On January 2nd of this year, Jeff asked us all what our project car resolutions were for 2019. I said, “Finish the ’74 Honda CL125S by fall.” I’m happy to report that I did keep that resolution. About a month ago, I finished the bike. As in, for-real finished it. Running, riding, streetable, not-leaking-anything, no-loose-wires finished it.

You might already be familiar with this bike, since I have written about it for the Hooniverse Project Car SOTU five years in a row. Yes, it’s true: I had been working on this bike for half the history of this website. The irony of it is that this was never intended to be a full-on project vehicle. When I bought it, I intended to replace the regular wear items, perhaps a couple of gaskets, and have a fun neighborhood runner while I worked on my pre-existing, glacially progressing, real project, Bultakenstein.

I bought this particular bike in a fit of romantic nostalgia, because it is the same model as my first bike in high school. It’s a CL125S—a “street scrambler” (that is, faux off-road) derivative of Honda’s ubiquitous CB125 street bike. Unlike the street version, which was imported 1973–85, the CL was only sold two years, and had a fair number of unique components.

This animation shows the differences in the tank, bars, seat, front fender, and muffler between the CB and CL variants.

Unfortunately, my pre-purchase inspection of the bike failed to expose the full extent of its decrepitude. I bought the bike in Lawrence, Kansas, home of Kansas University. It had been owned and flogged by a long progression of students who, being college students, wrecked it, neglected it, ignored scheduled maintenance, and left it out in the elements. The engine was in remarkably good running order, but once I got it home and started tearing into it, many of the chassis parts turned out to be practically unsalvageable. Usable replacements for the CL-specific items are rare, expensive things. So, I made a custom exhaust (one of the most surprisingly easy and straightforward parts of this project). The inside of the rusty tank was coated with sealant. The carb was rebuilt. New tires, chain, sprockets, grips…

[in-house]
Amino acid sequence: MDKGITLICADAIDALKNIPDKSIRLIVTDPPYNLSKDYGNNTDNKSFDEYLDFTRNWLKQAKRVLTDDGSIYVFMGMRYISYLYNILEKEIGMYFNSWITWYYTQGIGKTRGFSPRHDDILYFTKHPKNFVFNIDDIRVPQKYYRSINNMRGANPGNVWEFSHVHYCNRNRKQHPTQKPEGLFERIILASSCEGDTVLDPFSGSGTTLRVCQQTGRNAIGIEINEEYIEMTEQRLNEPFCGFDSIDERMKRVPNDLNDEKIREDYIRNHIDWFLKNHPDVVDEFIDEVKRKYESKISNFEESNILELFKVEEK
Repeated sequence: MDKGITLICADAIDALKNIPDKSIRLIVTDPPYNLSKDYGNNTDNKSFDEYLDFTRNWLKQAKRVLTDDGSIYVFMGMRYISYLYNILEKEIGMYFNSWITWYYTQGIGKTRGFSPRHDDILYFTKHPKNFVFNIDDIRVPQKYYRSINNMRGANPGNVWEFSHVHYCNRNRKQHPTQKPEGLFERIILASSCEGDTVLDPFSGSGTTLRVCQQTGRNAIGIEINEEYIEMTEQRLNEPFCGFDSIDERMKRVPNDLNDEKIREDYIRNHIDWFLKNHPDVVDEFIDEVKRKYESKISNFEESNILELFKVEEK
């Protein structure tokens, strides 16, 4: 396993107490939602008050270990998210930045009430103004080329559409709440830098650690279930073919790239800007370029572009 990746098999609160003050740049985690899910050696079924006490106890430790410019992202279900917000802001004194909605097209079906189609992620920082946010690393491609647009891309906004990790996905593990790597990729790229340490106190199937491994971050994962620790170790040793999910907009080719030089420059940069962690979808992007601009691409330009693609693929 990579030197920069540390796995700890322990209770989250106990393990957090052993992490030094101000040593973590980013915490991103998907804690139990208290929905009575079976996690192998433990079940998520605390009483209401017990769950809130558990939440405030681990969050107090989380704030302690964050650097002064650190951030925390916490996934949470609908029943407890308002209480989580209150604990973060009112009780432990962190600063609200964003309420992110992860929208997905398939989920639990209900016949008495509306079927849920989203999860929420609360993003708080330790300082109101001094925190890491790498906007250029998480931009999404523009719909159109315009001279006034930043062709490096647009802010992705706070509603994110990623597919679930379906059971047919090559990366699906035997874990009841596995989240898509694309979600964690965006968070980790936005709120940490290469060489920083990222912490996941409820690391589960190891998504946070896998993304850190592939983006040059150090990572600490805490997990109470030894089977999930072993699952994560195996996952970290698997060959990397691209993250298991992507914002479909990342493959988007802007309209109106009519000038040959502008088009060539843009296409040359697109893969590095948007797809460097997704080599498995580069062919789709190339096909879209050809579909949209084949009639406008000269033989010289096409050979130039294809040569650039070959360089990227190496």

And told myself I had a runner. But I didn’t.

My one attempt to commute to work on the little Honda resulted in a flatbed ride home with a mysterious fueling or ignition issue. On the one excursion I took accompanied by my wife on her bike, she reported that the cheap, Chinese turn signals I’d installed were barely visible in bright sunlight. It leaked from the transmission. It leaked from the forks. The carb refused to idle consistently, the supposedly “sealed” tank was still clogging the fuel filter, and the electrical system was a frayed, cobbled-up disaster.

Meanwhile, I had spent a great deal more on this bike than I ever intended. The old Honda parts I bought off Ebay were usually only marginally better than the discarded ones they were intended to replace. One good example is the speedometer, which was broken. The CL125S had a speedo unique to the bike, so I searched and found one “in good condition” for more than I wanted to spend. It lasted 2 miles before its innards flew apart. So I bought a used CB125S speedometer. It was cosmetically different, but basically the same. It failed before I even got out of the driveway. So I got smart and bought a cheap, no-name, knockoff Honda speedo, which ended up not fitting the stock bracket at all. I then bought a cheap, digital speedo-tach unit, but it was wildly inaccurate, the LCD display washed out in sunlight, and looked positively horrid on the bike. I eventually bought a generic “chopper style” mini speedo unit and a CB350 idiot light console to house the indicators that had previously lived inside the speedo housing.